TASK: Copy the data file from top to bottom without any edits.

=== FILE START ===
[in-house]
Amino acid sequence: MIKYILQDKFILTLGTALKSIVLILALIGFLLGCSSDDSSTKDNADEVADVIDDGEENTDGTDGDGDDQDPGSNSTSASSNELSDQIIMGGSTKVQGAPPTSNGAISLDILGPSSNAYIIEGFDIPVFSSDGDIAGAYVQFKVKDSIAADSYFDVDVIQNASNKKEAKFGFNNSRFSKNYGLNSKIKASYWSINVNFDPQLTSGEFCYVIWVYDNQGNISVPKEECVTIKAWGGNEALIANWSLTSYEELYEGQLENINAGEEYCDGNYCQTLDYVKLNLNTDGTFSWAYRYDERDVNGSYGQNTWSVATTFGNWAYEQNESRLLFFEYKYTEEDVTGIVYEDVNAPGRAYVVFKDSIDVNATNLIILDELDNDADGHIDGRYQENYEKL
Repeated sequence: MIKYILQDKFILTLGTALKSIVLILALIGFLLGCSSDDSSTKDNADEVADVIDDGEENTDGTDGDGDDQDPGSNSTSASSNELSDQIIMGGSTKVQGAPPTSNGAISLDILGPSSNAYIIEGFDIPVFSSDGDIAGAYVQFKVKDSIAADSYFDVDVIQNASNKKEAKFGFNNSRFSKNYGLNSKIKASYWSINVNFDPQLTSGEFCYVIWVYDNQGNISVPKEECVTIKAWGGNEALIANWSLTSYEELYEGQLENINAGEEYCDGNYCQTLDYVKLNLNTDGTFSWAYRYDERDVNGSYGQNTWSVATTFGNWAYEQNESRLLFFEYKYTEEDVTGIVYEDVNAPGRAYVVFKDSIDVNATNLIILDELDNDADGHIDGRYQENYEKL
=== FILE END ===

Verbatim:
[in-house]
Amino acid sequence: MIKYILQDKFILTLGTALKSIVLILALIGFLLGCSSDDSSTKDNADEVADVIDDGEENTDGTDGDGDDQDPGSNSTSASSNELSDQIIMGGSTKVQGAPPTSNGAISLDILGPSSNAYIIEGFDIPVFSSDGDIAGAYVQFKVKDSIAADSYFDVDVIQNASNKKEAKFGFNNSRFSKNYGLNSKIKASYWSINVNFDPQLTSGEFCYVIWVYDNQGNISVPKEECVTIKAWGGNEALIANWSLTSYEELYEGQLENINAGEEYCDGNYCQTLDYVKLNLNTDGTFSWAYRYDERDVNGSYGQNTWSVATTFGNWAYEQNESRLLFFEYKYTEEDVTGIVYEDVNAPGRAYVVFKDSIDVNATNLIILDELDNDADGHIDGRYQENYEKL
Repeated sequence: MIKYILQDKFILTLGTALKSIVLILALIGFLLGCSSDDSSTKDNADEVADVIDDGEENTDGTDGDGDDQDPGSNSTSASSNELSDQIIMGGSTKVQGAPPTSNGAISLDILGPSSNAYIIEGFDIPVFSSDGDIAGAYVQFKVKDSIAADSYFDVDVIQNASNKKEAKFGFNNSRFSKNYGLNSKIKASYWSINVNFDPQLTSGEFCYVIWVYDNQGNISVPKEECVTIKAWGGNEALIANWSLTSYEELYEGQLENINAGEEYCDGNYCQTLDYVKLNLNTDGTFSWAYRYDERDVNGSYGQNTWSVATTFGNWAYEQNESRLLFFEYKYTEEDVTGIVYEDVNAPGRAYVVFKDSIDVNATNLIILDELDNDADGHIDGRYQENYEKL